Given our internal rifts, political, religious, sectarian, government-military related heartburns, bad governance and with foreign policy in a shambles, Pakistan is becoming increasingly isolated from the rest of the world. While the opposition, the army and the judiciary hound Zardari & Co. and call the US policy in Afghanistan a threat to Pakistan’s security and even integration, the world just walks past us.
Any news emanating from Islamabad on the global grid is expected to be bad news or ‘news of the weird’ at the very least. All this while we have a tireless ability to put out more and more of the same variety and then cry ourselves hoarse about our tumbling image abroad.’
It has come to the point where we take pride in our notoriety, fancying ourselves for all the wrong reasons: the world worries about our nukes; no peace shall return to Afghanistan if we are not part of the US-led endgame next door; if we’re allowed to sink economically, jihadis, whom our interior minister thanked profusely last week for allowing us to have a peaceful Ashura this once, will go out in all four directions to avenge our downfall; and so on and so forth. Today’s Pakistan simply defies logic, internally as well as externally. One longs to hear a voice of sanity from any of the relevant quarters.
At 64, the country has no plan to rescue itself out of make-shift, ad hoc arrangements that serve as fire fighting tactics to put out fires that keep re-igniting, and are of our own making for sure. The problem is that we keep waiting for an elusive messiah, who at best exists only in imagination. The truth is that no such messiah comes to rescue a people steeped up to their ears in ignorance of the outside world; leadership, for better or for worse, is only born of the circumstances and the universe that surrounds it.
Our circumstances have slipped to the point where there can be no consensus on any positives today, whilst we all agree on all the negatives that stare us in the face. What to do that we haven’t done and discarded in the past to rid ourselves of our demons? Get rid of one corrupt elected government and you are stuck with a decade of dictatorship in which corruption only grows until you are back crying for the will of the people to prevail again, even if that means reinstating the same corrupt politicians at the helm with a fresh mandate to rule.
Reinventing the wheel every few years has clearly not worked. The army’s intervention in politics has only led to more fissures in society along ethnic, religious and provincial lines instead of bringing unity and cohesion in our collective conduct. It has created new ruling classes with seething appetite for corruption to fill up their coffers while the sun shines on them. It has weakened the armed forces’ professionalism and the ability to comprehend, let aside deal with the shifting sands of the threat posed to national security from external forces.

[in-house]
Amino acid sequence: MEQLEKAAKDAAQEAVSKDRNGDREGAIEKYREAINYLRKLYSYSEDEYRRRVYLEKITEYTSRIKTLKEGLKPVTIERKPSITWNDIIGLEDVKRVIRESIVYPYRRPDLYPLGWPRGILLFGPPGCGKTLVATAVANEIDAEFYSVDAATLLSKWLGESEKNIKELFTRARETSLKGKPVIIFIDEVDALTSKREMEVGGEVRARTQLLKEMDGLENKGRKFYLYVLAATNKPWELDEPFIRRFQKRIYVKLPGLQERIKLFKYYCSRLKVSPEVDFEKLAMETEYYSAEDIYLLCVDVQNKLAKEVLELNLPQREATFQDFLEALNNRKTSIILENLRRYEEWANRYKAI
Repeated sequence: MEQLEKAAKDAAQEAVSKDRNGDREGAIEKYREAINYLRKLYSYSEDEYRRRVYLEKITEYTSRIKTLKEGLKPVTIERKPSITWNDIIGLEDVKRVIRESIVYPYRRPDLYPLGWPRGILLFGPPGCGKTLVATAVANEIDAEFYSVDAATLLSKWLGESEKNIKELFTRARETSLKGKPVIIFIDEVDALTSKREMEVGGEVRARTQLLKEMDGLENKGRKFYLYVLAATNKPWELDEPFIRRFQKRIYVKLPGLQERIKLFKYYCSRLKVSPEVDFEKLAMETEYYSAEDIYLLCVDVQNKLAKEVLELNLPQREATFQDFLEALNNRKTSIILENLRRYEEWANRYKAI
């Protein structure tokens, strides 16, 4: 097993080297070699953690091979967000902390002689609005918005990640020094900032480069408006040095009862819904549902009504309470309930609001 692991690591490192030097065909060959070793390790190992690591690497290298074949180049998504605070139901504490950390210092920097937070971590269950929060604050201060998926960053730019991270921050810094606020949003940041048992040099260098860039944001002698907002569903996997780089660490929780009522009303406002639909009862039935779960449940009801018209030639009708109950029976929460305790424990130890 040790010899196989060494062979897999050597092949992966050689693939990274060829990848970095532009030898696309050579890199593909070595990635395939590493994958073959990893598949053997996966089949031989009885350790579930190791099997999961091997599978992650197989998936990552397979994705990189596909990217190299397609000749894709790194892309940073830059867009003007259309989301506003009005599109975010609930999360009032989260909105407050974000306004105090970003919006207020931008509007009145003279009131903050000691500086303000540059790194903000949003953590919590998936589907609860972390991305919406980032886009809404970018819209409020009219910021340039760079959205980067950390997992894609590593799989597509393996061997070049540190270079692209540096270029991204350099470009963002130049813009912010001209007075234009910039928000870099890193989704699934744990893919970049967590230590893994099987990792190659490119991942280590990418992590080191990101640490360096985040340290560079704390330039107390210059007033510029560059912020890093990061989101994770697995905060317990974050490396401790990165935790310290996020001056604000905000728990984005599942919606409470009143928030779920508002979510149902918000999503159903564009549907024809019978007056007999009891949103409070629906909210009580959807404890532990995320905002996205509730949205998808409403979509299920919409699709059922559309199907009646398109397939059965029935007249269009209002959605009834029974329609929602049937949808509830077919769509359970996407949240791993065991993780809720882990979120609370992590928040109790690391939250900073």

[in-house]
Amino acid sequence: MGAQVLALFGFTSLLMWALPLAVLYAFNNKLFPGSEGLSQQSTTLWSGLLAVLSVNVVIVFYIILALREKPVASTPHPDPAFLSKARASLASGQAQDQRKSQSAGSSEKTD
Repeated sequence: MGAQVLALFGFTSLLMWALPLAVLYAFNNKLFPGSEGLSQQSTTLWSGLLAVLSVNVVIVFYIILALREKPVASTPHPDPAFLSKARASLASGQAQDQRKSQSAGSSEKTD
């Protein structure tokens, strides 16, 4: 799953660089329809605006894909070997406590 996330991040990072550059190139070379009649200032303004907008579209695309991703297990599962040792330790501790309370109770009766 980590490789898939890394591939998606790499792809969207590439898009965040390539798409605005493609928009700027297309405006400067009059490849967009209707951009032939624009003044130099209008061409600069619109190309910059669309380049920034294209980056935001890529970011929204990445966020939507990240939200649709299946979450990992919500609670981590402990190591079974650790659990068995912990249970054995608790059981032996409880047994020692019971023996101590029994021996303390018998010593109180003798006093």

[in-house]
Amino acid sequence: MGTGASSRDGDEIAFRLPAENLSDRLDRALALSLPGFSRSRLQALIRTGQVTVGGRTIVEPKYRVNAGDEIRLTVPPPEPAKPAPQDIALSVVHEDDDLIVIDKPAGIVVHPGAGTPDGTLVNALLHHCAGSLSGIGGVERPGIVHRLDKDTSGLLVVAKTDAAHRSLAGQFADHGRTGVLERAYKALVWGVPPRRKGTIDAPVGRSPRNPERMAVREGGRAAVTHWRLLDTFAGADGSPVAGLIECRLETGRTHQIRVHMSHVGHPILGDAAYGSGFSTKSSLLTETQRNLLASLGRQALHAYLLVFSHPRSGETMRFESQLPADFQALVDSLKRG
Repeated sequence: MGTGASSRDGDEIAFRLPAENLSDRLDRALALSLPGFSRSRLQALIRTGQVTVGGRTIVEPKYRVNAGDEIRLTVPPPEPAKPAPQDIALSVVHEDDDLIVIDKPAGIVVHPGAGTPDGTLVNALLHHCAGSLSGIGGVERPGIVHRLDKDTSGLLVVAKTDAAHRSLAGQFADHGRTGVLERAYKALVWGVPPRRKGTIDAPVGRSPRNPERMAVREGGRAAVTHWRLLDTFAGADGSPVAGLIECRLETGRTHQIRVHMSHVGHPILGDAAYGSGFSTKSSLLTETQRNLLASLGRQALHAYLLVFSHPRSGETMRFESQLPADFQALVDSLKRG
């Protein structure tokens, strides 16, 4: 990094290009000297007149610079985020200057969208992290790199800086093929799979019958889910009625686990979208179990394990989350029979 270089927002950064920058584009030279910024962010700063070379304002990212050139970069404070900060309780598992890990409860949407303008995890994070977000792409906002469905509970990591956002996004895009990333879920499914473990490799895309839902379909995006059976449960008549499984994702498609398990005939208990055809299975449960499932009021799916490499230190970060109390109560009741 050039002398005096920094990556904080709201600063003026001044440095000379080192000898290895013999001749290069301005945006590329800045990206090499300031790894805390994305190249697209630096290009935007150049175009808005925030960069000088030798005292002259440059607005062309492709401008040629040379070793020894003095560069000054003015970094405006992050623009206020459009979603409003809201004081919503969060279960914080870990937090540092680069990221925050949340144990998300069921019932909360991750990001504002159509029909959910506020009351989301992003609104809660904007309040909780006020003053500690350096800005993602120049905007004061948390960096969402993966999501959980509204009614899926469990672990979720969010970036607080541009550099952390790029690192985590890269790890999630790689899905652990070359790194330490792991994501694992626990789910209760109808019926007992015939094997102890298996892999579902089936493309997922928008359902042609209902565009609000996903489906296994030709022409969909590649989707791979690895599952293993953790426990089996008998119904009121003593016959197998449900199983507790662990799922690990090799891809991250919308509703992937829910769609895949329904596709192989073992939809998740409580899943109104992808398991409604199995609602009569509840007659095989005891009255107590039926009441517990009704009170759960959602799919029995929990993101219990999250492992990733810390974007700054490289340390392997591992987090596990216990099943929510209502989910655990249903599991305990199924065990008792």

Who needs external enemies when we have become self-sufficient in creating armies of enemies from within, most with a divine mission to wage jihad on one another, or running over our borders in utter desperation to raise a spectre of horror in our neighbourhood? As Khaled Ahmed, a senior analyst deftly puts it, and one adds to it, living in the controlled, sterile environs of the cantonments, mentally or physically, has a debilitating effect on one’s thinking process.
The military mind thus has a limited intellectual capacity to cough up solutions outside the war arena; which is not to say that even in a war arena an inept military strategy will not lead to a sure defeat. When similar minds assign themselves the task of delving in civilian affairs and because they have power as a tool of enforcing their limited vision, the lethal combination can play havoc with society as it sets out to redefine civic norms, of which governance of a nation state is an inalienable part.
Faulty as our democratic dispensation is, faulty it will continue to be anywhere in the world unless some genius somewhere comes up with a hitherto non-existent Utopian system of representative governance, the process must go on unhindered. Whilst a military mind is seldom able to learn from the wrongs it commits, politicians, due to self-interest they find in being part of the ruling clique via the process that keeps sending them back to the voters every few years, are more likely to learn from the wrongs they commit.
If the process continues, democratic system overtime can reform itself to the point where it is both responsive to public demands and needs, as well as, accountable before the electorate. The same cannot be expected from a group of generals who define national interest and security prerogatives in complete isolation from public scrutiny. However, in their professional capacity the generals must continue to undertake that exercise and advise the government as and when such advice is sought, and must leave it at that.
Generals and politicians are both human and liable to err whilst making decisions. But because politicians have a greater capacity to learn from their faults and make amends due to the sheer nature of their self-interest and how it is achieved, it is they in Pakistan as elsewhere in an imperfect world, who must be trusted more than the generals for making decisions in national interest.
The democratic process must not be derailed in the hope of finding a divinely guided messiah who only exists in the imagination.